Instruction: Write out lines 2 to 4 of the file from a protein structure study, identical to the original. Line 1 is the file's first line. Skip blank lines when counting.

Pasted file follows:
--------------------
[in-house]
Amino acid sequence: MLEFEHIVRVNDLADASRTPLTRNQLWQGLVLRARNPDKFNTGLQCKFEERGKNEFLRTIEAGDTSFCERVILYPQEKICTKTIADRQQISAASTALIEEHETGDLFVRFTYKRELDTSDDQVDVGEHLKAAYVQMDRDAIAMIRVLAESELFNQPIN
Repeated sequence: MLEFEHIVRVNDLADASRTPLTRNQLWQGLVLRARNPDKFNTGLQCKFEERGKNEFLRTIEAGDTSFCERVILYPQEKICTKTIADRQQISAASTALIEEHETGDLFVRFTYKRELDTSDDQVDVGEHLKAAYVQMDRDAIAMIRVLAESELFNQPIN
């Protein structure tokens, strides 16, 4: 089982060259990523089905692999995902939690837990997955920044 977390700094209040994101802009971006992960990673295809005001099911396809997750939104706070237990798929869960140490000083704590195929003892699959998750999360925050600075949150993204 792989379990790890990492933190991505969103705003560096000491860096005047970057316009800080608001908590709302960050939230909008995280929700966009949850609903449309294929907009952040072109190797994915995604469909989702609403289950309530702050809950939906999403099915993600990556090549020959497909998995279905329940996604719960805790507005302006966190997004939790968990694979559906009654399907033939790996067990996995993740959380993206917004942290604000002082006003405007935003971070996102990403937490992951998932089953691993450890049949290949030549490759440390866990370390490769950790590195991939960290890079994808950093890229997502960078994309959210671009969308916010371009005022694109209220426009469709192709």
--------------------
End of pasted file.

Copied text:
Amino acid sequence: MLEFEHIVRVNDLADASRTPLTRNQLWQGLVLRARNPDKFNTGLQCKFEERGKNEFLRTIEAGDTSFCERVILYPQEKICTKTIADRQQISAASTALIEEHETGDLFVRFTYKRELDTSDDQVDVGEHLKAAYVQMDRDAIAMIRVLAESELFNQPIN
Repeated sequence: MLEFEHIVRVNDLADASRTPLTRNQLWQGLVLRARNPDKFNTGLQCKFEERGKNEFLRTIEAGDTSFCERVILYPQEKICTKTIADRQQISAASTALIEEHETGDLFVRFTYKRELDTSDDQVDVGEHLKAAYVQMDRDAIAMIRVLAESELFNQPIN
């Protein structure tokens, strides 16, 4: 089982060259990523089905692999995902939690837990997955920044 977390700094209040994101802009971006992960990673295809005001099911396809997750939104706070237990798929869960140490000083704590195929003892699959998750999360925050600075949150993204 792989379990790890990492933190991505969103705003560096000491860096005047970057316009800080608001908590709302960050939230909008995280929700966009949850609903449309294929907009952040072109190797994915995604469909989702609403289950309530702050809950939906999403099915993600990556090549020959497909998995279905329940996604719960805790507005302006966190997004939790968990694979559906009654399907033939790996067990996995993740959380993206917004942290604000002082006003405007935003971070996102990403937490992951998932089953691993450890049949290949030549490759440390866990370390490769950790590195991939960290890079994808950093890229997502960078994309959210671009969308916010371009005022694109209220426009469709192709």